crystalline structures are less magnetic.  If manganese is used rather than nickel,
the austenitic crystalline structure is more magnetic and the SS is cheaper to
make.  Pellets LLC’s brand of SS pins are magnetic.  I understand the SS pins
Brownells and Buffalo Arms are also magnetic.  Due to the size, being
magnetic has advantages.

The Pellets LLC brand pin dimensions are approximately 0.250” long and 0.040”
in diameter, not much larger in diameter than a sewing machine needle, but much
shorter.  They’re small enough that I actually found a few attached to small
bubbles and floating on the water surface.  The surface tension and air bubbles
were sufficient to keep some of the tiny pins from sinking, similar to the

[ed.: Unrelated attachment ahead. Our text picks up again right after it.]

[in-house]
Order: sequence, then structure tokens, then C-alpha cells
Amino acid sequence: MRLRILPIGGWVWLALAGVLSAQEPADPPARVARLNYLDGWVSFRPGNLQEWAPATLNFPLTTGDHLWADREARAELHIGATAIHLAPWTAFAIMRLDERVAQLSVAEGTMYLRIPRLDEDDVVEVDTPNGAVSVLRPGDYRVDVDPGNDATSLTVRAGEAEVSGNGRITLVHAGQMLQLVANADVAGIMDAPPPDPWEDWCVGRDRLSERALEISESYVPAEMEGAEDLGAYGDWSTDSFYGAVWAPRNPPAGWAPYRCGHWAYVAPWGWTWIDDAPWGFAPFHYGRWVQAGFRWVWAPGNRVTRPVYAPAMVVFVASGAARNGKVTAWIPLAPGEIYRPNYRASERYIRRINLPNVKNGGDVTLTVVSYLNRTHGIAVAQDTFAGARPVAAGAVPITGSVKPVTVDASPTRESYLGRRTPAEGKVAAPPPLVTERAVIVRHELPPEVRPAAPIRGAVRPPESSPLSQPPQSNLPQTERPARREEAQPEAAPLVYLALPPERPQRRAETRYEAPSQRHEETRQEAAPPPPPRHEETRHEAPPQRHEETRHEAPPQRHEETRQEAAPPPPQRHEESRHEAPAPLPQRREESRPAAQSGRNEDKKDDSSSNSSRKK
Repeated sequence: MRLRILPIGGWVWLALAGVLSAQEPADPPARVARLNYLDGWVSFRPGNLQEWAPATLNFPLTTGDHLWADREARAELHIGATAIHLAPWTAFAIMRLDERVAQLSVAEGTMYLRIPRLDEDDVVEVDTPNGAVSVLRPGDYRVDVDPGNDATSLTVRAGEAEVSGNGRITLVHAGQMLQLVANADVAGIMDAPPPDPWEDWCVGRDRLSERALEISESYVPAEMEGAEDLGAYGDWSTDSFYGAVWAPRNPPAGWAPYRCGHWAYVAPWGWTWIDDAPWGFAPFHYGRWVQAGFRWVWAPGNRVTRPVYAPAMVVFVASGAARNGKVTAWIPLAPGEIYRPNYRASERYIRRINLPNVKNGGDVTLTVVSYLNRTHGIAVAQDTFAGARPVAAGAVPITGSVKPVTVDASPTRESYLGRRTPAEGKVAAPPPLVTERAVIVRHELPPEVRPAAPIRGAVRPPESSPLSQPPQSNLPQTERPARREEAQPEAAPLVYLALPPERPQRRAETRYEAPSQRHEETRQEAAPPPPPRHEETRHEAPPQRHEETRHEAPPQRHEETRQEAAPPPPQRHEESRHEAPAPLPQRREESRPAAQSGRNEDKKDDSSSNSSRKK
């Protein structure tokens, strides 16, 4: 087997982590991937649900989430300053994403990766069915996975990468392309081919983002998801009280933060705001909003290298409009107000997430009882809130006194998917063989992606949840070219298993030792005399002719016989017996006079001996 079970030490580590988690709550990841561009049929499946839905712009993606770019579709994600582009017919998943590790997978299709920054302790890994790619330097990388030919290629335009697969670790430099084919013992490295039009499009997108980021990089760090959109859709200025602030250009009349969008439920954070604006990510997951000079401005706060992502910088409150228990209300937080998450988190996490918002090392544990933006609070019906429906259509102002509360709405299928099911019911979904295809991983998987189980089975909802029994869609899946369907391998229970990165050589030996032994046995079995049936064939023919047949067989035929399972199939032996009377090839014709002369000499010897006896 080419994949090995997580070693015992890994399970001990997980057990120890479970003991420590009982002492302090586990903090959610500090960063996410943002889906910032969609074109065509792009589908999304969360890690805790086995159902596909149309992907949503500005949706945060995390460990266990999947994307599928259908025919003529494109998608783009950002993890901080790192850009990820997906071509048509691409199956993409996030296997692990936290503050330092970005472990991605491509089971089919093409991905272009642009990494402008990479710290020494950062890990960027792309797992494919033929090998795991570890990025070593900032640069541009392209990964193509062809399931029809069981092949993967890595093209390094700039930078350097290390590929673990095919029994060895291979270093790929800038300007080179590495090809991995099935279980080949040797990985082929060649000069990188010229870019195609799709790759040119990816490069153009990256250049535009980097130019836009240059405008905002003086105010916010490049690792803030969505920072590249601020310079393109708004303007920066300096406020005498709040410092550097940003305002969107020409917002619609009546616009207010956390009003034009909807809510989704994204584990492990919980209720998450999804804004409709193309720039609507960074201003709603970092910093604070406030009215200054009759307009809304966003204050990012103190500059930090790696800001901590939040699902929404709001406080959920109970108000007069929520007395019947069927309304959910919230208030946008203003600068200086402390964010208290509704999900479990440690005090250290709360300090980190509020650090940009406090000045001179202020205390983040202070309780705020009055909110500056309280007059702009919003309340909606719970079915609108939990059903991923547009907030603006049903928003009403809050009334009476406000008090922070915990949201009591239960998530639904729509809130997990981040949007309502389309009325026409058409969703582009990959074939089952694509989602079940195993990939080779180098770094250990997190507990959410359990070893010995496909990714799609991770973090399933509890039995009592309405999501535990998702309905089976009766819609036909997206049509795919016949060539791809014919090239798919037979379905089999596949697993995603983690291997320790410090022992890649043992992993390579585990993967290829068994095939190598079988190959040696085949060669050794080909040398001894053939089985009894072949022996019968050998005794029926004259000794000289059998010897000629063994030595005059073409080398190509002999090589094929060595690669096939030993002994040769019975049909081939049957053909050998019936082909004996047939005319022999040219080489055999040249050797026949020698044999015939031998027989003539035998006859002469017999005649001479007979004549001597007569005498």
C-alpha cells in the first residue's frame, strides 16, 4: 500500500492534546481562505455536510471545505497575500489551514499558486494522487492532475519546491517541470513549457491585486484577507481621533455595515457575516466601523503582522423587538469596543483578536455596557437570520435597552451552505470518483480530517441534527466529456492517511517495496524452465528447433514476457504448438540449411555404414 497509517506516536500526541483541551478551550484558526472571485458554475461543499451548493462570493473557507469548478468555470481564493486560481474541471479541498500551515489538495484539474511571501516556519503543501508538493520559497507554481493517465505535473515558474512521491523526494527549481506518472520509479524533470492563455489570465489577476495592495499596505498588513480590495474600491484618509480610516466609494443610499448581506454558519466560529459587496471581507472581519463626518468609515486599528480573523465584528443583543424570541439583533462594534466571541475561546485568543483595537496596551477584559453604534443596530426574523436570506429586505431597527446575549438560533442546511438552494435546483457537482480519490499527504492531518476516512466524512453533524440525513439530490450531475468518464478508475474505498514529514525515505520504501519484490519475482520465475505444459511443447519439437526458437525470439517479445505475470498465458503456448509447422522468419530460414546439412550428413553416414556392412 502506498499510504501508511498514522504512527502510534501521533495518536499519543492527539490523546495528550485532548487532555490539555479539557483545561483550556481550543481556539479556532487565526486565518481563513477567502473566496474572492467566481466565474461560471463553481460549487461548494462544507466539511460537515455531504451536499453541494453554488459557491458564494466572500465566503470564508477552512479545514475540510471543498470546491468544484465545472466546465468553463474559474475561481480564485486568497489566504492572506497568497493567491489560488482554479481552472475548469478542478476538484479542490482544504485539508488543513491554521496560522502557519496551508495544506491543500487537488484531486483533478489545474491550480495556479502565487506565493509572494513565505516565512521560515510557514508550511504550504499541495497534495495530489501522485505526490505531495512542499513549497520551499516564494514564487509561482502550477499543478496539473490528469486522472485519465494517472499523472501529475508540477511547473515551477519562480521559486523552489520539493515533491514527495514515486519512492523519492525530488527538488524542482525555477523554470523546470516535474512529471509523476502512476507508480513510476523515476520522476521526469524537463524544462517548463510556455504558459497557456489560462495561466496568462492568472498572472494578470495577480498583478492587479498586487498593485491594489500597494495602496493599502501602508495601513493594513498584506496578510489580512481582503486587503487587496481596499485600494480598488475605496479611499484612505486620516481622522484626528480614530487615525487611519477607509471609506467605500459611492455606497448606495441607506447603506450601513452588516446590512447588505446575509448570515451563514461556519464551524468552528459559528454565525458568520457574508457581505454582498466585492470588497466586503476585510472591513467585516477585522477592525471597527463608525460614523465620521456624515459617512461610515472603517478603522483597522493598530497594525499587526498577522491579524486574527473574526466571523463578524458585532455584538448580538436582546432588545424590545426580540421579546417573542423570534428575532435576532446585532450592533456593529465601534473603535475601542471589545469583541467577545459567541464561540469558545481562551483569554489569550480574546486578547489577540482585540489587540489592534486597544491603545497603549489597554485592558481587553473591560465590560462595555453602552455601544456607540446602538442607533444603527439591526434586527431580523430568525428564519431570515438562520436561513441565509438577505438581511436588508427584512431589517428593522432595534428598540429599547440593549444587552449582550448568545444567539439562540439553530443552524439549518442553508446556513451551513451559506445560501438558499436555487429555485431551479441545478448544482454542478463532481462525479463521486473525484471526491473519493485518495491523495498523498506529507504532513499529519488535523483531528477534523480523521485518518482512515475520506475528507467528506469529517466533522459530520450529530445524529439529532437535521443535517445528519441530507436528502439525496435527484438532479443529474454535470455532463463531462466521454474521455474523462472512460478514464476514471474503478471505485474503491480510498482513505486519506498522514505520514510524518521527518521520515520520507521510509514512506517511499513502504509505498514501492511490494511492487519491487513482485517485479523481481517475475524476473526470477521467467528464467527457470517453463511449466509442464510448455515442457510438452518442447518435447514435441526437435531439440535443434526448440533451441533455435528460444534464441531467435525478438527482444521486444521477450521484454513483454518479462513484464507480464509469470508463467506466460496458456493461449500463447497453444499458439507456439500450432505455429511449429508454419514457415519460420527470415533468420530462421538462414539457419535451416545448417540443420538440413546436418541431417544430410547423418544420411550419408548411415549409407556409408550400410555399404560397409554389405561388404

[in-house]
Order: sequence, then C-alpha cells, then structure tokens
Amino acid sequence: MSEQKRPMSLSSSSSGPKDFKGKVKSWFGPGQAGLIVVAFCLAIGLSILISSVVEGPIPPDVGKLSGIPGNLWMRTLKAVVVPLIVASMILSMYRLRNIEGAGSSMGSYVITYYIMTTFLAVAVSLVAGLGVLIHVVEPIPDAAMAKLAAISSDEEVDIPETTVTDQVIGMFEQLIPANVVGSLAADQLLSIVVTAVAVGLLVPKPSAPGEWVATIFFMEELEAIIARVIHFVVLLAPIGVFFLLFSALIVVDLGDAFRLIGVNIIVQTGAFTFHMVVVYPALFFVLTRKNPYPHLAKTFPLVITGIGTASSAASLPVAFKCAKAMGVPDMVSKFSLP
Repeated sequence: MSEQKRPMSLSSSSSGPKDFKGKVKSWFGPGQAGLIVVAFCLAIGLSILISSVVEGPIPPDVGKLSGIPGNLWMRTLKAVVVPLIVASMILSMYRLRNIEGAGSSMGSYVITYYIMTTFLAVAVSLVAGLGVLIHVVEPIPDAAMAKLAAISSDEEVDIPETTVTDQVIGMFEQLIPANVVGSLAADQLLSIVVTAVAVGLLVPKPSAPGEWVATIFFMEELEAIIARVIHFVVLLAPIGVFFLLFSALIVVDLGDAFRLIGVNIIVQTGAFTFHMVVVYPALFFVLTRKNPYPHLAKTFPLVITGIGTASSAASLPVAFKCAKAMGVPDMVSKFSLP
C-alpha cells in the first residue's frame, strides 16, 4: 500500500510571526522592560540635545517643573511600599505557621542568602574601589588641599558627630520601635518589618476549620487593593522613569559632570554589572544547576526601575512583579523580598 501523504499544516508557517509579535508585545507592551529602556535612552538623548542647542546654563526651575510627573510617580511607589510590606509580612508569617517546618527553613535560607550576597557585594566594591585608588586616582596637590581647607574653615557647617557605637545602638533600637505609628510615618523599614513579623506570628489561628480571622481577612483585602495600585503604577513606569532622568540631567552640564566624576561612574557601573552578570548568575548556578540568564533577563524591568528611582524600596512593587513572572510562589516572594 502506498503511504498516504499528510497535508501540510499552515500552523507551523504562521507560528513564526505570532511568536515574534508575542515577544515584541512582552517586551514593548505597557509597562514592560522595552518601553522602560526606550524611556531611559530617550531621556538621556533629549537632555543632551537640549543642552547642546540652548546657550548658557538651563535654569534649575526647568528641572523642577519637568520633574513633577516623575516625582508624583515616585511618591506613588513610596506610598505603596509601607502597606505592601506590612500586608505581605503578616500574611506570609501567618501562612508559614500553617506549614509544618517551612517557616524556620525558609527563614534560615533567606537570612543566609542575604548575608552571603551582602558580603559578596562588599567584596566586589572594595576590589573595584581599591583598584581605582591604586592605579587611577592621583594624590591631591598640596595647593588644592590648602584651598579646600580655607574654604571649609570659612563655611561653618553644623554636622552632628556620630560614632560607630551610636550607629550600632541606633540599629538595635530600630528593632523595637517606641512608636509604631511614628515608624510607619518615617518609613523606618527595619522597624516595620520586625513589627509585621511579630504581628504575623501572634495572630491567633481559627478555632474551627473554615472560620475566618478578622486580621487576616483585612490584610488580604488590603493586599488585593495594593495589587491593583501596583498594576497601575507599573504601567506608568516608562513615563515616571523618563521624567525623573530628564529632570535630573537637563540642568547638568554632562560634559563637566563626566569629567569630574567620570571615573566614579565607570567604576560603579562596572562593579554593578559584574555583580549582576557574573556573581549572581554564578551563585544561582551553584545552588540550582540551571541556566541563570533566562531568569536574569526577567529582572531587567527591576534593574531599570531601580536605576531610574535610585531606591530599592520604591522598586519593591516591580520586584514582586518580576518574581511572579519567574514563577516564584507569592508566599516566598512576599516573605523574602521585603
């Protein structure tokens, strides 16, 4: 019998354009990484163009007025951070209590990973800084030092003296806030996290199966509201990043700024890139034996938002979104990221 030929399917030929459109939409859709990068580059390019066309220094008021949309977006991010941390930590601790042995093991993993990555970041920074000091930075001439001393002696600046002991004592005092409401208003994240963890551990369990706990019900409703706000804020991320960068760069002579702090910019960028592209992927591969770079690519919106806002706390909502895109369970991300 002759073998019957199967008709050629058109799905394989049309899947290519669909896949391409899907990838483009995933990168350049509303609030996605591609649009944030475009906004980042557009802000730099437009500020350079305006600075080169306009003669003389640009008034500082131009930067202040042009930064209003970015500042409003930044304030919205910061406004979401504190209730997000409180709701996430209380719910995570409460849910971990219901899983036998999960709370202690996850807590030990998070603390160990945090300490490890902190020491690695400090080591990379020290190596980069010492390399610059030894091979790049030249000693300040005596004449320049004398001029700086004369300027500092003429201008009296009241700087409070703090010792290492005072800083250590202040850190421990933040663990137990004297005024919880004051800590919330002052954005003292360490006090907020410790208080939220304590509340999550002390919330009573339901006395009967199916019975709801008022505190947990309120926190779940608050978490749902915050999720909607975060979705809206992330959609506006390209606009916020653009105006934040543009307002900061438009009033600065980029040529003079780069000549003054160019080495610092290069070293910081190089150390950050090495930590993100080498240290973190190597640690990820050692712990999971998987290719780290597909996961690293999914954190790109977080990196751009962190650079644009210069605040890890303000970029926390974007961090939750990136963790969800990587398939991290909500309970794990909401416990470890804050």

property that allows small insects such as water striders to walk on water.  Here’s
where the magnetic properties are an advantage.  It provides a way to pick up
spilled pins.  There is no way that you will clean a bunch of brass and separate
the media without dropping or spilling a few pins.  And you will be in “deep doo-
doo” if you drop a few on the carpeted floor and the wife of kids step on them.  
My office and loading room (converted bedroom) has carpeted floors, and a
strong magnet did a great job of picking up a few I spilled.  So how well does the
pins work?

With the 5 lbs of pins in the tumbler, lots of water and an ounce of Dave Maurer
brass cleaning concentrate, various handgun and bottleneck cases were cleaned.  
They all came out looking brand new, inside and out with completely cleaned
primer pockets.  Here are a couple of YouTube videos that provide a visual
detail of the process:
At this point I was completely “sold” on SS pins, but later uncovered a
significant problem when cleaning larger BPCR cases.

Case Lip Peening